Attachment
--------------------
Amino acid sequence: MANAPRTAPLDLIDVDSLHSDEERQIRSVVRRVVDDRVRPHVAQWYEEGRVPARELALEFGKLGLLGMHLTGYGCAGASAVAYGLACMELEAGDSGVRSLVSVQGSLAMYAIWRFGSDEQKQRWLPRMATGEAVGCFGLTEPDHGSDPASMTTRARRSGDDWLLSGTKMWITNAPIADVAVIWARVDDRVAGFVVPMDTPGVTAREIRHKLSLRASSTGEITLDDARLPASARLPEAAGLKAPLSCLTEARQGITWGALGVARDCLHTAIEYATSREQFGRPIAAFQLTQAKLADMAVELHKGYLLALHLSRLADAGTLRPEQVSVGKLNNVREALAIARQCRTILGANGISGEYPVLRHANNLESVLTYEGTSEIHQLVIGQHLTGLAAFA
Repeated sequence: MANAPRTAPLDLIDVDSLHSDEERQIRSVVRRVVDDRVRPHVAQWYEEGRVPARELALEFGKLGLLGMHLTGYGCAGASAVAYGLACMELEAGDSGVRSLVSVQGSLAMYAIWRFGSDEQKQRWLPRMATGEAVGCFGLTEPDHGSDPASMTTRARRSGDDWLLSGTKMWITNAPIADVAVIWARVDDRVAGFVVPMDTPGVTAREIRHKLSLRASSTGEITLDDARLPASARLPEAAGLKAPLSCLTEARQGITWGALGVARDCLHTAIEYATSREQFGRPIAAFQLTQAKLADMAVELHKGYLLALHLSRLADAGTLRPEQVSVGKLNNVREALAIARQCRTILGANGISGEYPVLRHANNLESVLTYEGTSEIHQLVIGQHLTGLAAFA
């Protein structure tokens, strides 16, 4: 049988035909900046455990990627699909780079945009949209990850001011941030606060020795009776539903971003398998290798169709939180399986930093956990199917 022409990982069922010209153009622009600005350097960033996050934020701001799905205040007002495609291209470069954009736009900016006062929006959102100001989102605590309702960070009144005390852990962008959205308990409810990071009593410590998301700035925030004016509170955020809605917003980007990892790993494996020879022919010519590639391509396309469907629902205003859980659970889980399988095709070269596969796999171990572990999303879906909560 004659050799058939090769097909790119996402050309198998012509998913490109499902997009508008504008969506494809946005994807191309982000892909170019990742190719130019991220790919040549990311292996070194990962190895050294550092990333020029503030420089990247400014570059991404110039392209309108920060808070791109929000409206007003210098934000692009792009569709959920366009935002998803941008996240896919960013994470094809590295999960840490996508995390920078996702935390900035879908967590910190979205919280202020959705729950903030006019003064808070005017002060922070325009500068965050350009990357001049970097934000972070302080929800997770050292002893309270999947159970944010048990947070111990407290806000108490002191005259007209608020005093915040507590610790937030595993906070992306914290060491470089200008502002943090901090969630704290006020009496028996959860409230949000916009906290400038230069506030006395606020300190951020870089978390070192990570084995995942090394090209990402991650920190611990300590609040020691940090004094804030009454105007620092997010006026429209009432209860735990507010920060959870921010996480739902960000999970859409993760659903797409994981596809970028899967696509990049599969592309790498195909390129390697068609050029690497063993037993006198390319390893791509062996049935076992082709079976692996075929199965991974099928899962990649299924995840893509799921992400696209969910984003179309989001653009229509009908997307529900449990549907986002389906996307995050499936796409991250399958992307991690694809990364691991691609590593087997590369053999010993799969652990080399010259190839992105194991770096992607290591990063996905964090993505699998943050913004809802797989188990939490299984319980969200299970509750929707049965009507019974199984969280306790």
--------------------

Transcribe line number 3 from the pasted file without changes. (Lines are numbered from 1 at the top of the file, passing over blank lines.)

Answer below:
């Protein structure tokens, strides 16, 4: 049988035909900046455990990627699909780079945009949209990850001011941030606060020795009776539903971003398998290798169709939180399986930093956990199917 022409990982069922010209153009622009600005350097960033996050934020701001799905205040007002495609291209470069954009736009900016006062929006959102100001989102605590309702960070009144005390852990962008959205308990409810990071009593410590998301700035925030004016509170955020809605917003980007990892790993494996020879022919010519590639391509396309469907629902205003859980659970889980399988095709070269596969796999171990572990999303879906909560 004659050799058939090769097909790119996402050309198998012509998913490109499902997009508008504008969506494809946005994807191309982000892909170019990742190719130019991220790919040549990311292996070194990962190895050294550092990333020029503030420089990247400014570059991404110039392209309108920060808070791109929000409206007003210098934000692009792009569709959920366009935002998803941008996240896919960013994470094809590295999960840490996508995390920078996702935390900035879908967590910190979205919280202020959705729950903030006019003064808070005017002060922070325009500068965050350009990357001049970097934000972070302080929800997770050292002893309270999947159970944010048990947070111990407290806000108490002191005259007209608020005093915040507590610790937030595993906070992306914290060491470089200008502002943090901090969630704290006020009496028996959860409230949000916009906290400038230069506030006395606020300190951020870089978390070192990570084995995942090394090209990402991650920190611990300590609040020691940090004094804030009454105007620092997010006026429209009432209860735990507010920060959870921010996480739902960000999970859409993760659903797409994981596809970028899967696509990049599969592309790498195909390129390697068609050029690497063993037993006198390319390893791509062996049935076992082709079976692996075929199965991974099928899962990649299924995840893509799921992400696209969910984003179309989001653009229509009908997307529900449990549907986002389906996307995050499936796409991250399958992307991690694809990364691991691609590593087997590369053999010993799969652990080399010259190839992105194991770096992607290591990063996905964090993505699998943050913004809802797989188990939490299984319980969200299970509750929707049965009507019974199984969280306790």